Semaphores are a shareable resource that take on a non-negative integer value. They are manipulated by the P (wait) and V (signal) functions, which decrement and increment the semaphore, respectively. When a process needs a resource, a “wait” is issued and the semaphore is decremented. When the semaphore contains a value of zero, the resources are not available and the calling process spins or blocks (as appropriate) until resources are available. When a process releases a resource controlled by a semaphore, it increments the semaphore and the waiting processes are notified.
The Semaphore Kernel parameters
|maximum number of semaphores per array
|maximum semaphores system-wide
|maximum operations per semop call
Display them ?
This command displays the value of the semaphore parameters:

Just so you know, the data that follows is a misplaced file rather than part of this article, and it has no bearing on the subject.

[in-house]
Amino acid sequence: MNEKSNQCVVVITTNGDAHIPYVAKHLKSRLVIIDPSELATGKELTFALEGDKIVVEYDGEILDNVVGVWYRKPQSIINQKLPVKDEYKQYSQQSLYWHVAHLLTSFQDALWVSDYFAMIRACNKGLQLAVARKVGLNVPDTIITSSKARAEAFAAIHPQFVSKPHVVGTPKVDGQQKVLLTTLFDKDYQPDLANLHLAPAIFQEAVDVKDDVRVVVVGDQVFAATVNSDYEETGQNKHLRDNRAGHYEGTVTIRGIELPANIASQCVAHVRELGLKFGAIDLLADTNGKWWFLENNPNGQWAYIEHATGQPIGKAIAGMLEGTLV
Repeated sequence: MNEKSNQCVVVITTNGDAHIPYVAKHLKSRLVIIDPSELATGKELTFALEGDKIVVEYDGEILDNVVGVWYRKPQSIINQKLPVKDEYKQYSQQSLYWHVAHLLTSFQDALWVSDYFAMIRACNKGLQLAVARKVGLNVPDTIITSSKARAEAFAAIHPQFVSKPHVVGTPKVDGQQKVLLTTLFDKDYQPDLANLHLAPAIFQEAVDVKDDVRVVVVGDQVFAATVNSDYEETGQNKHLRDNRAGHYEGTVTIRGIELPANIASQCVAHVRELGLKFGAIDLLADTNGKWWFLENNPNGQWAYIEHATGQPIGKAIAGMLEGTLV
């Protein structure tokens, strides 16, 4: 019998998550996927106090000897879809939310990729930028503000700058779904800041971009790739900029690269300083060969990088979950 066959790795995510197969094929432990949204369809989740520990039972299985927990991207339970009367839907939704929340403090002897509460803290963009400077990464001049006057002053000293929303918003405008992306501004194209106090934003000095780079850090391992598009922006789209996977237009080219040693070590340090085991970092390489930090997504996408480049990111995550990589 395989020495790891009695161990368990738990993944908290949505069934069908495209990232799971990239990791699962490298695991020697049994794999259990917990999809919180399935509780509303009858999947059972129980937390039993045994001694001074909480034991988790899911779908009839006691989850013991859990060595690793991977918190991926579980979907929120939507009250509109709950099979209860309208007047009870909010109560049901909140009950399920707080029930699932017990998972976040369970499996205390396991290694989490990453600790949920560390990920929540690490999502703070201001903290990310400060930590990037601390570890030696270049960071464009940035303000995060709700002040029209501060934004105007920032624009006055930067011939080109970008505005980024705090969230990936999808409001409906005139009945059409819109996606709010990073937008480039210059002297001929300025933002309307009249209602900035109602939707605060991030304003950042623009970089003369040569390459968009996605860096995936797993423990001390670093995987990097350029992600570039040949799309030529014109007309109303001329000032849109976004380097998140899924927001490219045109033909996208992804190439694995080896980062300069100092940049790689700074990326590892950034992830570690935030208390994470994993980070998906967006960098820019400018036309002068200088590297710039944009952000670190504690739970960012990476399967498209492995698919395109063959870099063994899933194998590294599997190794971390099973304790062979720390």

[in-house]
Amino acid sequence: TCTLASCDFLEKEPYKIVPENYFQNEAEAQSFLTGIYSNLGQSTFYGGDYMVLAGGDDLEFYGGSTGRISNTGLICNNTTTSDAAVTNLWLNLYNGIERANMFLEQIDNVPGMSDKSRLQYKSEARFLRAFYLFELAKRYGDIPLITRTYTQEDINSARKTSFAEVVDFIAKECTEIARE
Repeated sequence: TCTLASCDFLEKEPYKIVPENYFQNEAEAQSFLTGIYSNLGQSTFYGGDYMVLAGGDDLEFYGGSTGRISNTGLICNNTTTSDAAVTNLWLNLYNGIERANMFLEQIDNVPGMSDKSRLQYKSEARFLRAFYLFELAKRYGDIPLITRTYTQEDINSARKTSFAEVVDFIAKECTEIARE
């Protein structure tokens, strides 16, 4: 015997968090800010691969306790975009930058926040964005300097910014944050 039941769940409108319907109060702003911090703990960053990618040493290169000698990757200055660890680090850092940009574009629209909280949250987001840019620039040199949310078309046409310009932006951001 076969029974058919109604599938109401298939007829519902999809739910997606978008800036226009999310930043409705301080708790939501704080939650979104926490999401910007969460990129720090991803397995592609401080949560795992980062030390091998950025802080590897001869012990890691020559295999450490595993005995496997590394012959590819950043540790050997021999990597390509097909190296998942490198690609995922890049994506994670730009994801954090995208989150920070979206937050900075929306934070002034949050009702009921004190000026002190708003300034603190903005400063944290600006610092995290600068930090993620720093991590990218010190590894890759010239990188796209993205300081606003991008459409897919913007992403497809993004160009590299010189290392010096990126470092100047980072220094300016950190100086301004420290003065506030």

# /sbin/sysctl -a | grep sem
Calculate them ?
- Calculate the minimum total semaphore requirements using the following formula:
sum (process parameters of all database instances on the system) + system and other application requirements
- Set semmns (total semaphores systemwide) to this total.
- Set semmsl (semaphores per set) to 256.
- Set semmni (total semaphores sets) to semmns / semmsl rounded up to the nearest multiple of 1024.
The following formula can be used as a guide, although in practice, SEMMNS and SEMMNU can be much less than SEMMNI * SEMMSL because not every program in the system needs semaphores.
Set them ?
In the file, /etc/sysctl.conf
kernel.sem = 2200 6400 200 25
kernel.sem = SEMMSL SEMMNS SEMOPM SEMMNI
Then reboot or run this command:
# /sbin/sysctl -p